Hydrangeas have exploded in popularity in recent years and so has the number of cultivars available. One group of hydrangeas, developed by plant breeder Dr. Michael Dirr and released in 2004, changed the complexion of the hydrangea industry. Previously, hydrangeas bloomed on either old wood or new wood, but the Hydrangea macrophylla Endless Summer series blooms on last season’s wood and the current season’s wood, providing repeat blooming for an extended period.
Touted as hardy to zone 4, Endless Summer offers five cultivars, with a sixth available soon. In the landscape they perform as hedges, specimen plants, container plants, or in a shrub border.
Endless Summer Hydrangea Care and Cultivars to Try
Endless Summer hydrangeas are compact, typically 2 to 4 feet tall (61 cm to 1 m) and are hardy in USDA zones 4 to 9. In warmer locations, give them at least three hours of morning sun and provide afternoon shade. In colder locations, the plant appreciates more sun, but will still some shade during the hottest part of the day.
The best soil for Endless Summer is soil that is organically rich to improve drainage and fertility, but still retains moisture. Adding organic material will increase the number of blooms. Macrophylla or bigleaf varieties typically change color depending on the soil pH. If the pH leans toward alkaline, flowers will be pink. If the pH is acidic, flower color is blue.
Water your Endless Summer plant regularly and keep the soil moist, but not wet. Overly wet soils are prone to fungal leaf diseases. The plant can be fertilized in spring or early summer. A slow-release fertilizer is recommended.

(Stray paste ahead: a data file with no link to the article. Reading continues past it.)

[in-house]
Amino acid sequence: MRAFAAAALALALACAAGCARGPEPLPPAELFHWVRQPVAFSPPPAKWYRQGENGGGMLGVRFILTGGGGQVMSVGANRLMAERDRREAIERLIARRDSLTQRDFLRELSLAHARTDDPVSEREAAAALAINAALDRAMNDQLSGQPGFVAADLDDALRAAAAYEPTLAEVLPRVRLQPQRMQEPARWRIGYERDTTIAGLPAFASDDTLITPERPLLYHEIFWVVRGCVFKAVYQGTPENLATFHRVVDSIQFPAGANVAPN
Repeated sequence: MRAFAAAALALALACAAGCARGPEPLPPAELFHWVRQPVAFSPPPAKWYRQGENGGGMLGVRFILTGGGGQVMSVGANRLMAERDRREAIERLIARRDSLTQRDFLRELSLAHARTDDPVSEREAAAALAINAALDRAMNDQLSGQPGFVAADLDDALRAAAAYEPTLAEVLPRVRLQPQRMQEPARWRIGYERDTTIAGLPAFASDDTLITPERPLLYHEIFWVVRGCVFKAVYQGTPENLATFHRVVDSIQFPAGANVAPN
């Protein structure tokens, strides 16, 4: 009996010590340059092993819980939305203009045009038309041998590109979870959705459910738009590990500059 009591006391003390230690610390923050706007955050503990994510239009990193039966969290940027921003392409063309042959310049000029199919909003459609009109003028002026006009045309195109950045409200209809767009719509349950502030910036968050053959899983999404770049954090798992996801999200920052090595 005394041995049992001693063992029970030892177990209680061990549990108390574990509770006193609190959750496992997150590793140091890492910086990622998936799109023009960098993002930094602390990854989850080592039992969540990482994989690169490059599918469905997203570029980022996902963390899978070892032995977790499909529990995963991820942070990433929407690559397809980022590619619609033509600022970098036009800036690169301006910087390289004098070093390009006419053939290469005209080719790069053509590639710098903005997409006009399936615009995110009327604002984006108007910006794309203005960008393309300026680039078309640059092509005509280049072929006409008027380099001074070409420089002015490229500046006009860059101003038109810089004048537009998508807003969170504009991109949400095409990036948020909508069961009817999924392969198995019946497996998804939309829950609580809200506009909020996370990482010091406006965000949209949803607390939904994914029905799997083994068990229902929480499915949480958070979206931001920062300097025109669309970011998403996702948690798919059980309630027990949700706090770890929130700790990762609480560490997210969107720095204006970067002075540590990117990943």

Pruning Endless Summer Hydrangea
Since Endless Summer blooms on last season’s growth as well as the current season’s growth, pruning should be selective. Prune the hydrangea after the first flush of flowers. Cut down the stems that just bloomed to 8 inches (20 cm) from the ground. Leave the growing new shoots to develop blooms later in the season or the next spring.
Dead or damaged wood can be removed at any time.
In colder zones, if your hydrangeas are in containers, overwinter them in the garage or basement, watering about once a month during the winter. Hydrangeas in the ground can be covered with a 2 inch (5 cm) layer of organic mulch, such as leaves or hardwood, after the ground freezes. Where winters are severe, wrap the canes in burlap or surround them with chicken wire filled with leaves. If harsh weather kills the plant to the ground, it should return, but it may not bloom that year.
Here are the current Endless Summer cultivars:
- ‘The Original’ hydrangea sports pink mophead-style flowers if the soil is alkaline and blue flowers if the soil is acidic.
- ‘Blushing Bride’ hydrangea is a bigleaf cultivar with white, semi double blooms that fade to pink or soft blue, depending on soil pH.
- ‘Twist-n-Shout’ hydrangea is a lacecap version with deep pink or periwinkle blue flowers, depending on soil pH.
- ‘Bloomstruck’ hydrangea has mophead-style flowers in deep rose in alkaline soil to violet blue flowers in acidic soil.
- ‘Summer Crush’ hydrangea is more compact than the others, only growing 18 to 36 inches (46-91 cm). Its mophead-style flowers are raspberry red or neon purple.
- ‘Pop Star’ hydrangea is the newest in the series and quickest to rebloom. Low growing at 18 to 36 inches (46-91 cm), this lacecap cultivar blooms in pink or blue depending on soil chemistry.
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After graduating from Oklahoma State University with a degree in English, Susan pursued a career in communications. In addition, she wrote garden articles for magazines and authored a newspaper gardening column for many years. She contributed South-Central regional gardening columns for four years to Lowes.com. While living in Oklahoma, she served as a master gardener for 17 years.
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